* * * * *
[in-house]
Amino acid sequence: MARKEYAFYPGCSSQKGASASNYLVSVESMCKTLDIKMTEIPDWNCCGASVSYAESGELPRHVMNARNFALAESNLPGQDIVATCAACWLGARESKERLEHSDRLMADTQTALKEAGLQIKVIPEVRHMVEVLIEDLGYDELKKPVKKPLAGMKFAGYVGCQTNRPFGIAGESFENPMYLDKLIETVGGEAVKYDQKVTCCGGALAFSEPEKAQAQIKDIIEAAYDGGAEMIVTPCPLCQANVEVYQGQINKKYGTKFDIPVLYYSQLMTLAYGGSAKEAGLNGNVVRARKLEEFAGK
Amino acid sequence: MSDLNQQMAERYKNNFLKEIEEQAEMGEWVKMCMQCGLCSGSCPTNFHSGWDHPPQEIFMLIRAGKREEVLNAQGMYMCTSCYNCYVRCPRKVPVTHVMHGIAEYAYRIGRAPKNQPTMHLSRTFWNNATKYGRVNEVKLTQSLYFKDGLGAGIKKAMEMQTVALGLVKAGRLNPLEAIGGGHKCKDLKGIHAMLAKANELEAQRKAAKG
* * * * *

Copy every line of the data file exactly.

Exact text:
[in-house]
Amino acid sequence: MARKEYAFYPGCSSQKGASASNYLVSVESMCKTLDIKMTEIPDWNCCGASVSYAESGELPRHVMNARNFALAESNLPGQDIVATCAACWLGARESKERLEHSDRLMADTQTALKEAGLQIKVIPEVRHMVEVLIEDLGYDELKKPVKKPLAGMKFAGYVGCQTNRPFGIAGESFENPMYLDKLIETVGGEAVKYDQKVTCCGGALAFSEPEKAQAQIKDIIEAAYDGGAEMIVTPCPLCQANVEVYQGQINKKYGTKFDIPVLYYSQLMTLAYGGSAKEAGLNGNVVRARKLEEFAGK
Amino acid sequence: MSDLNQQMAERYKNNFLKEIEEQAEMGEWVKMCMQCGLCSGSCPTNFHSGWDHPPQEIFMLIRAGKREEVLNAQGMYMCTSCYNCYVRCPRKVPVTHVMHGIAEYAYRIGRAPKNQPTMHLSRTFWNNATKYGRVNEVKLTQSLYFKDGLGAGIKKAMEMQTVALGLVKAGRLNPLEAIGGGHKCKDLKGIHAMLAKANELEAQRKAAKG